For Justin water baptism was salvation and the means of receiving a new nature. It was not a sign or an ordinance.


Tertullian (c.160 to c.220 C.E.) was the son of a Roman army officer, and was trained in Roman law. He became a Christian in middle age and wrote a treatise which consolidated the belief in the sacrament of baptism by then long widespread.

What follows are excerpts from De Baptismo in which we clearly see the state of baptism only a hundred years after the last of the twelve apostles.

Ch. 1, The reason for his treatise was to combat the Cainite heresy which denied the importance of water baptism.

"Happy is our sacrament of water, in that, by washing away the sins of our early blindness, we are set free and admitted into eternal life."

"Like little fishes we are born in water."

Ch. 4, After describing water as the vehicle of the Holy Spirit in view of Genesis 1:2 he begins his argument to distinguish baptismal water from all water on earth.

"(There is no) distinction between those whom John baptized in the Jordan and those whom Peter baptized in the Tiber. All waters, therefore, in virtue of the pristine privilege of their origin, do, after invocation of God, attain the sacramental power of sanctification; for the Spirit immediately supervenes from the heavens, and rests over the waters, sanctifying them from Himself; and being thus sanctified, they imbibe at the same time the power of sanctifying."

Ch. 6, The "Angel of the waters" in Christian baptism is like the angel of the pool of Bethesda which foreshadowed spiritual healing. (Angels)...who used to work temporal salvation, now renew eternal.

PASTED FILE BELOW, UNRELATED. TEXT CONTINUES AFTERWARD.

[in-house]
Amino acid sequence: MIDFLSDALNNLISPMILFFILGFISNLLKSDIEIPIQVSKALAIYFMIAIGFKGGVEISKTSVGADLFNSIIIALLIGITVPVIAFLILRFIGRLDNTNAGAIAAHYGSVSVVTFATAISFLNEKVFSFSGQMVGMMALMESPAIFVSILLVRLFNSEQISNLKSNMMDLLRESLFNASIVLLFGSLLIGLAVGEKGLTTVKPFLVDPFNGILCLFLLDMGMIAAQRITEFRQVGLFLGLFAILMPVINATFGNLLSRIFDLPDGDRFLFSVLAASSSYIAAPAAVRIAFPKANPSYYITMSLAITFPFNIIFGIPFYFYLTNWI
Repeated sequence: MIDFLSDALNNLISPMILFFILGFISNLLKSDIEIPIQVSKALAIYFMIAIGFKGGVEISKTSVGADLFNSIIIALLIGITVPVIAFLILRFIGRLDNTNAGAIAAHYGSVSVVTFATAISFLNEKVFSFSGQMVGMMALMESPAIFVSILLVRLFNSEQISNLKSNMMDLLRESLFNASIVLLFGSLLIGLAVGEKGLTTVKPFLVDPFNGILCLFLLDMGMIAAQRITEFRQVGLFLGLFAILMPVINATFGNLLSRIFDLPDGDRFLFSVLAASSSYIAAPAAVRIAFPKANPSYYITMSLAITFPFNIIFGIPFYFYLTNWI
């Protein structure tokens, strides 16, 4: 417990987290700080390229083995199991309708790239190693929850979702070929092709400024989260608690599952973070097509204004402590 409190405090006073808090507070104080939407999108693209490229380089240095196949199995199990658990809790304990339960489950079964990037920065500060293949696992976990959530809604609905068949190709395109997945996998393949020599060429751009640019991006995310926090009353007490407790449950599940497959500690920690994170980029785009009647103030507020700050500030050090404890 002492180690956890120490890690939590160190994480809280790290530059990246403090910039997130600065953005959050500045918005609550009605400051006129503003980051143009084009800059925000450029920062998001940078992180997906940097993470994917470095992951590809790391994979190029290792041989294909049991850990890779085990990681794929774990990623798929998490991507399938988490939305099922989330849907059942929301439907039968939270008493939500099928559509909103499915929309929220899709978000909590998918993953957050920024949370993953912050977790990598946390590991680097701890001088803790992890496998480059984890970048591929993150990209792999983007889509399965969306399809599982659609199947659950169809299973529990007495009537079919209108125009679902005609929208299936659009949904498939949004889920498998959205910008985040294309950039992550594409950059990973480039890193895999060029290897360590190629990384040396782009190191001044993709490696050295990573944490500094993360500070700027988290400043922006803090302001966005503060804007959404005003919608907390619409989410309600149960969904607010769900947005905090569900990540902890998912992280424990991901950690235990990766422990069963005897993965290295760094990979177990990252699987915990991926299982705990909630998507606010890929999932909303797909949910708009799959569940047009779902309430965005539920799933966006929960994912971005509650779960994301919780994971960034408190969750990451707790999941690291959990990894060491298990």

"Not that in the water we obtain the Holy Spirit; but in the water, under (the witness of) the angel, we are cleansed, and prepared for the Holy Spirit...Thus too, does the angel, the witness of baptism, 'make the paths straight' for the Holy Spirit, who is about to come upon us, by the washing away of sins, which faith, sealed in (the name of) the Father, and the Son, and the Holy Spirit, obtains."

Beasley-Murray comments,

"Tertullian unwittingly links the saving efficacy of baptismal water with downright animism...there can be little doubt that Tertullian thought of a real angel-spirit present to make the baptismal waters effective, as the angel-spirit was held to give healing power to the pool in Bethesda." (Baptism, p 4.)

Ch. 7, The "unction" is described, after baptism the candidate is lavishly smeared with fragrant ointment.

"Thus too, in our case, the unction runs carnally, (i.e. on the body,) but profits spiritually; in the same way as the act of baptism itself too is carnal,...but the effect spiritual, in that we are freed from sins."

Ch. 8, Hands are laid, inviting the Holy Spirit. He comes to those who are water baptized and profusely anointed.

"After baptism the hand is imposed, by blessing, calling and inviting the Holy Spirit; then that most Holy Spirit willingly descends from the Father upon the bodies that are cleansed and blessed."

Ch. 11, Tertullian explains that when the apostles of the Lord performed water baptism in John 3 they performed John's baptism.